Pre-exposure prophylaxis for sexually-acquired HIV risk management: a review

Wilton, James; Senn, Heather; Sharma, Malika; Tan, Darrell H. S.
April 2015
HIV/AIDS - Research & Palliative Care;2015, Vol. 7, p125
Academic Journal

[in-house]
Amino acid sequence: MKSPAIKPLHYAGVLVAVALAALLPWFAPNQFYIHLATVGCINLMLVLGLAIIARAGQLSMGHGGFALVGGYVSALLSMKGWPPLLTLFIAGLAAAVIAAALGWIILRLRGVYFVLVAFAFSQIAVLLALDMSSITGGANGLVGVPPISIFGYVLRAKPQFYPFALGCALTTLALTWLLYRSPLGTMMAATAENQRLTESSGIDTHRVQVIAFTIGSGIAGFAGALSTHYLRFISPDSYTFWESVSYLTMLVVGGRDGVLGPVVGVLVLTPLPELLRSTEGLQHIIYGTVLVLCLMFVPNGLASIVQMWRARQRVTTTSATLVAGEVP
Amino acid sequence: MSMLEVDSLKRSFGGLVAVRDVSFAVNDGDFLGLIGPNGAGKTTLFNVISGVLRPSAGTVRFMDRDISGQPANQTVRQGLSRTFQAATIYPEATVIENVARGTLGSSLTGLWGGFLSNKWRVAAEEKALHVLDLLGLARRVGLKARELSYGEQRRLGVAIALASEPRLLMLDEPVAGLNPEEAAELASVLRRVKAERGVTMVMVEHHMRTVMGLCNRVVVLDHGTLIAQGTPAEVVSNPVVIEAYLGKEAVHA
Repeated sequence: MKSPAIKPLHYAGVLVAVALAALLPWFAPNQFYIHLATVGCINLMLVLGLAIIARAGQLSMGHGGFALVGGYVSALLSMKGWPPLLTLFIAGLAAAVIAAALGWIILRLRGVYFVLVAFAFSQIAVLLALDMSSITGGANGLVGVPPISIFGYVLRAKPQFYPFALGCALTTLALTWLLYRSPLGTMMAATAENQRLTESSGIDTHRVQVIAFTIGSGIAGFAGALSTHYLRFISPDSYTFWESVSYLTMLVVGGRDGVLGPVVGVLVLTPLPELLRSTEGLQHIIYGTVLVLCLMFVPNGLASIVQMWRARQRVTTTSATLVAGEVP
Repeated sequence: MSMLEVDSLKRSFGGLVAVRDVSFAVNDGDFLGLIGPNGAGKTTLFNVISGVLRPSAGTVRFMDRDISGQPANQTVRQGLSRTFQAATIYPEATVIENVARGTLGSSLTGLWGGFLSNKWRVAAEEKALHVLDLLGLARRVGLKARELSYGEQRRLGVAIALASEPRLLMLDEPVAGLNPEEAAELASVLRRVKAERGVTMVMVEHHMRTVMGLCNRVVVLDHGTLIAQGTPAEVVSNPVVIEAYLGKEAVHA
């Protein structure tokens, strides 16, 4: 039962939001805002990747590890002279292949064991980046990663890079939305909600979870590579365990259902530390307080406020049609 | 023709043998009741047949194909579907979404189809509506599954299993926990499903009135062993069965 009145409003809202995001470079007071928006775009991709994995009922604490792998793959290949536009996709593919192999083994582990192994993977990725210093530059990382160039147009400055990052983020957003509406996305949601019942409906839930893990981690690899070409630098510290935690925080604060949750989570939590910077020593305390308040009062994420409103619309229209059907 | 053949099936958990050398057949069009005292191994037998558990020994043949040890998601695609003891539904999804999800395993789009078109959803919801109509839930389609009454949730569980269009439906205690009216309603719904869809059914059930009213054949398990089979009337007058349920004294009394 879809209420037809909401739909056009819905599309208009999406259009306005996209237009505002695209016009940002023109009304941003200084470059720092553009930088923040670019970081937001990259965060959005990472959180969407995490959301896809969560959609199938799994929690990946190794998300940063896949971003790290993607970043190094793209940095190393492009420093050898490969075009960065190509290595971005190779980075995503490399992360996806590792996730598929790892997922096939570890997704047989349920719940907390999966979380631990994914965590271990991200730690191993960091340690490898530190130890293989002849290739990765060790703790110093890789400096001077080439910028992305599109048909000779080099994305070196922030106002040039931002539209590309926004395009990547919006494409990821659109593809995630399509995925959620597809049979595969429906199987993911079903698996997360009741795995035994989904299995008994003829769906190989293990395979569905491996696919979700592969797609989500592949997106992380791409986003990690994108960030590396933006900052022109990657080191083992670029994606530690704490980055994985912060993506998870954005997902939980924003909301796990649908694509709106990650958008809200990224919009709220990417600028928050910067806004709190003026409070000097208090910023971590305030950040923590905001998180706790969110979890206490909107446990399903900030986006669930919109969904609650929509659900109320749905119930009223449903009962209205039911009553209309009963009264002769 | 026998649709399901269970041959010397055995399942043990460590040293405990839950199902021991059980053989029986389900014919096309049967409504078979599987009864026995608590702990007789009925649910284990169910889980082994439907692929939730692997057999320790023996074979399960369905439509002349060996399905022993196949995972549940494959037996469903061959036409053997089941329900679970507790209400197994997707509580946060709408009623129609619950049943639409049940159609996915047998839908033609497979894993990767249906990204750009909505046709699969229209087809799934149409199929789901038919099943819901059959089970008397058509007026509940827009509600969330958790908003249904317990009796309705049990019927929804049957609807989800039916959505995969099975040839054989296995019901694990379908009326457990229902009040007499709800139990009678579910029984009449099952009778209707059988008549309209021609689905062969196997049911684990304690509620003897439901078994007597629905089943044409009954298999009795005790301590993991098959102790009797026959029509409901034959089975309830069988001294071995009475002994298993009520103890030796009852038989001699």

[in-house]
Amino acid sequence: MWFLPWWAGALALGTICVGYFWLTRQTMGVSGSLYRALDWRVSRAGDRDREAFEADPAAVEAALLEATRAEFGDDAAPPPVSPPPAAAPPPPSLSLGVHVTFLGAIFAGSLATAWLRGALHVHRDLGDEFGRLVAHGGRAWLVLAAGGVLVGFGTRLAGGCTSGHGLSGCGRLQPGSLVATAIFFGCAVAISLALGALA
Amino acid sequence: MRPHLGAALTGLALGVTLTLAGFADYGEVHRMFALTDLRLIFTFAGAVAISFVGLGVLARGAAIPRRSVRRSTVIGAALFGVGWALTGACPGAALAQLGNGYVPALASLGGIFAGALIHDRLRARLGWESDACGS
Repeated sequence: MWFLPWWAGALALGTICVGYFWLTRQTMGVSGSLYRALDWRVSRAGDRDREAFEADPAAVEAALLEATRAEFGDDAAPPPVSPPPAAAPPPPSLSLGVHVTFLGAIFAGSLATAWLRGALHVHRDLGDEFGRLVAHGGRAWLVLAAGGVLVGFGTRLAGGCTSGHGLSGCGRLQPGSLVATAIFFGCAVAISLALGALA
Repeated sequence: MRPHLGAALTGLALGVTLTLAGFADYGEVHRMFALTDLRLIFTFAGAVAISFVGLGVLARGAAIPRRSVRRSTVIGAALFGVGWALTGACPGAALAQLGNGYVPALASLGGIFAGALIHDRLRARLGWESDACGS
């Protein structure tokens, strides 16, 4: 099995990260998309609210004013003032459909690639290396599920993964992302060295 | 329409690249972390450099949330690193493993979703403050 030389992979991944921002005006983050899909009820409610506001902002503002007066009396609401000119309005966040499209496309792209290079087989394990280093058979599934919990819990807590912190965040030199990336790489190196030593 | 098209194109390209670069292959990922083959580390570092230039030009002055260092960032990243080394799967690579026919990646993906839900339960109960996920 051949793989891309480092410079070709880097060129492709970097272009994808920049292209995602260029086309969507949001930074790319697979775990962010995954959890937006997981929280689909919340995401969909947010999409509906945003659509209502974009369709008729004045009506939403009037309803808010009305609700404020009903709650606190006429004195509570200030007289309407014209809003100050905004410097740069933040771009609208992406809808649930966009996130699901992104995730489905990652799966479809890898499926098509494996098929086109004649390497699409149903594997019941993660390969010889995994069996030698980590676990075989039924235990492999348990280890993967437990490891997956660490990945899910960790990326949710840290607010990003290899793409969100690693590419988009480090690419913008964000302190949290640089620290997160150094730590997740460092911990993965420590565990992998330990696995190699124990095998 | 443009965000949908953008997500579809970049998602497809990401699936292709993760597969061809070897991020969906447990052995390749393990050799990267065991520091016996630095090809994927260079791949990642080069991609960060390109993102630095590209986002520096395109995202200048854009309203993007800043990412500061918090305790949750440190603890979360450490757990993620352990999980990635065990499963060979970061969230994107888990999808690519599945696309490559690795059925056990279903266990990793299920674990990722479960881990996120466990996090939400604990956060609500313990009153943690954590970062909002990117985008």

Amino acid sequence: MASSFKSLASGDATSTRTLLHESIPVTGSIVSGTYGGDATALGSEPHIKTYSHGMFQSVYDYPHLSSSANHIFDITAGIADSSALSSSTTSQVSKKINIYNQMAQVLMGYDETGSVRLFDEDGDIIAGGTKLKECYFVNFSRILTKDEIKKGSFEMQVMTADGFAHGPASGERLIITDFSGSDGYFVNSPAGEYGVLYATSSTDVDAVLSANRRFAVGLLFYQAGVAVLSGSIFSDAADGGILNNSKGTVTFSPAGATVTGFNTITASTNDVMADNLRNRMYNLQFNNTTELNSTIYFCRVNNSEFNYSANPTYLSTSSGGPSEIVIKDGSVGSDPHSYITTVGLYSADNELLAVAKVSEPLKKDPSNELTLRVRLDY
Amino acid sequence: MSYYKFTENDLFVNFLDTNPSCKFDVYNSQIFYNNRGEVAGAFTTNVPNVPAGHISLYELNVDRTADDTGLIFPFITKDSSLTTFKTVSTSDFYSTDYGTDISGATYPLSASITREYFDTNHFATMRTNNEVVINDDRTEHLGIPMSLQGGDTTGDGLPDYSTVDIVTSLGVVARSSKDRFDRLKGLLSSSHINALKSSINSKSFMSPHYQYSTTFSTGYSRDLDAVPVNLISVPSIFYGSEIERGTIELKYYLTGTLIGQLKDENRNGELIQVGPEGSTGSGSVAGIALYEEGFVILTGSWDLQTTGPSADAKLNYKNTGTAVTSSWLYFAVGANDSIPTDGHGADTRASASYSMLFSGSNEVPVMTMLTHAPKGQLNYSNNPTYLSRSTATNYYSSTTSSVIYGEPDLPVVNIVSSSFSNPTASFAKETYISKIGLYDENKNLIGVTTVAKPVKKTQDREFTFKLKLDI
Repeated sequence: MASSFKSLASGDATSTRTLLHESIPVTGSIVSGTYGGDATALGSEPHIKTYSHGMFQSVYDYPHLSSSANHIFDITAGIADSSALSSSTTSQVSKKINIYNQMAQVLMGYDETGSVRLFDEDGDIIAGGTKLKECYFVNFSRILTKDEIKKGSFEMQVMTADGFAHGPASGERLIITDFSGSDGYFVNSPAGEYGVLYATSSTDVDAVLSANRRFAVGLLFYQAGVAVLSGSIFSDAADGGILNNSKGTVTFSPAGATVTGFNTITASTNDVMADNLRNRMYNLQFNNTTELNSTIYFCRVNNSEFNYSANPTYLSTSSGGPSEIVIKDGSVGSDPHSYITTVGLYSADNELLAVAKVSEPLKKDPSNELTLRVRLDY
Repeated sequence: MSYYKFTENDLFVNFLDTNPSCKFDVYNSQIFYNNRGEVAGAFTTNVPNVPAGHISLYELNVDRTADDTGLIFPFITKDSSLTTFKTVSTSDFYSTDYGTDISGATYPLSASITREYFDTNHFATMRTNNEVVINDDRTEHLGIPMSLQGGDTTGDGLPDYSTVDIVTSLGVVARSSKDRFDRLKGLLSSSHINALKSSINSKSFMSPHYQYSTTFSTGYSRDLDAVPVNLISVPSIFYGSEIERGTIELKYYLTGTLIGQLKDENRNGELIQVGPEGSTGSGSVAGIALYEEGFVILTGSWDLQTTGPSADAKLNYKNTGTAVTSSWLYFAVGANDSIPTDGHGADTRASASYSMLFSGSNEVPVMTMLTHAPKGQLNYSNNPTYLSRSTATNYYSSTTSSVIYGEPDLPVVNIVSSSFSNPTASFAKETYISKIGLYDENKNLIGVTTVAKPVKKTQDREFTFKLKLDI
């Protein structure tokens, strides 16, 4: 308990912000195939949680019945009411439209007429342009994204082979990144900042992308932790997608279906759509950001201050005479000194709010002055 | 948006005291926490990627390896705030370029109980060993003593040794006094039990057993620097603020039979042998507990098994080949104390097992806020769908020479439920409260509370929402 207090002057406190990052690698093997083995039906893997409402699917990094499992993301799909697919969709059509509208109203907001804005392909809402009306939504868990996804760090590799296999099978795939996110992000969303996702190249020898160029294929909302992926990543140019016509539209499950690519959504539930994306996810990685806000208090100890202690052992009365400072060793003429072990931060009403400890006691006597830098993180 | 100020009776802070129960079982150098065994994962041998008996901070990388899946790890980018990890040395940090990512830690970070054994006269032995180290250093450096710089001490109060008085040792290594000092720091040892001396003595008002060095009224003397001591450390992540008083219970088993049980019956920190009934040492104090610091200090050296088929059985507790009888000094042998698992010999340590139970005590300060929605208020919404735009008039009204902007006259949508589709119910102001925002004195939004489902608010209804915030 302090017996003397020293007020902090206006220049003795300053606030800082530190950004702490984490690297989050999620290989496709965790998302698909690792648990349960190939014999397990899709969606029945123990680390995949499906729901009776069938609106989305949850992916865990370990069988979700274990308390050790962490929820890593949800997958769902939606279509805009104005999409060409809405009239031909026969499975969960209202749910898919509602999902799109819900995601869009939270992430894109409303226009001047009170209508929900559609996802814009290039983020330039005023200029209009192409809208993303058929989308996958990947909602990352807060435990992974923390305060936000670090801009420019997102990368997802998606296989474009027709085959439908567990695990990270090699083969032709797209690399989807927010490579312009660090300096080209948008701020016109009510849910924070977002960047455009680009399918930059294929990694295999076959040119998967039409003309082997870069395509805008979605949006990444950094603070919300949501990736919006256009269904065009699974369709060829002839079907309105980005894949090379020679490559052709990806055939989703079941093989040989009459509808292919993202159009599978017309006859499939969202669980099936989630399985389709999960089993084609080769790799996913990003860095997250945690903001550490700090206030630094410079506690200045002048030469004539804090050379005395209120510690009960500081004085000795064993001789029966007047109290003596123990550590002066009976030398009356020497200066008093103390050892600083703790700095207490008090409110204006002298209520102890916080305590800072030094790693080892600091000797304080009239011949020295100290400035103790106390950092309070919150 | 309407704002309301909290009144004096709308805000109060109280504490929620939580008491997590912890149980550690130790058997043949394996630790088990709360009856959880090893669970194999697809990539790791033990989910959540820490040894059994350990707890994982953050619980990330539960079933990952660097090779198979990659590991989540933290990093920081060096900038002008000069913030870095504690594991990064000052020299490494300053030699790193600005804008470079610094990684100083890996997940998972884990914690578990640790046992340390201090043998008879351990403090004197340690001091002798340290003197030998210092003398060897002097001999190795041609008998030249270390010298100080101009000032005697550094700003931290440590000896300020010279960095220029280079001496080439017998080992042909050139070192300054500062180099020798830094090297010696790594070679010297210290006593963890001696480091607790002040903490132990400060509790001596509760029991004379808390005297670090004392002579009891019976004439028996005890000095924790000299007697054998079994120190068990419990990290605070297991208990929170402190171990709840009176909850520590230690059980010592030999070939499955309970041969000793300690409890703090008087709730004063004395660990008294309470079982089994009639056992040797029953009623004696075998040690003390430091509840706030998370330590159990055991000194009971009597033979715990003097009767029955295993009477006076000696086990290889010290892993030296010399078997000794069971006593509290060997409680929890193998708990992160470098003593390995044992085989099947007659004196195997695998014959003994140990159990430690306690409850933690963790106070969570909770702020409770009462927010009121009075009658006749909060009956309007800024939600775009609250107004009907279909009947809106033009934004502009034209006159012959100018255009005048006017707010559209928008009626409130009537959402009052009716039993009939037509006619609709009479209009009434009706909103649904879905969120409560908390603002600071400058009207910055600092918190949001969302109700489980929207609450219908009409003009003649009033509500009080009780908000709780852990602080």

Despite significant efforts, the rate of new HIV infections worldwide remains unacceptably high, highlighting the need for new HIV prevention strategies. HIV pre-exposure prophylaxis (PrEP) is a new approach that involves the ongoing use of antiretroviral medications by HIV-negative individuals to reduce the risk of HIV infection. The use of daily tenofovir/ emtricitabine as oral PrEP was found to be effective in multiple placebo-controlled clinical trials and approved by the United States Food and Drug Administration. In addition, the Centers for Disease Control and Prevention in the United States and the World Health Organization have both released guidelines recommending the offer of oral PrEP to high-risk populations. The scale-up of PrEP is underway, but several implementation questions remain unanswered. Demonstration projects and open-label extensions of placebo-controlled trials are ongoing and hope to contribute to our understanding of PrEP use and delivery outside the randomized controlled trial setting. Evidence is beginning to emerge from these open-label studies and will be critical for guiding PrEP scale-up. Outside of such studies, PrEP uptake has been slow and several client- and provider-related barriers are limiting uptake. Maximizing the public health impact of PrEP will require rollout to be combined with interventions to promote uptake, support adherence, and prevent increases in risk behavior. Additional PrEP strategies are currently under investigation in placebo-controlled clinical trials and may be available in the future.


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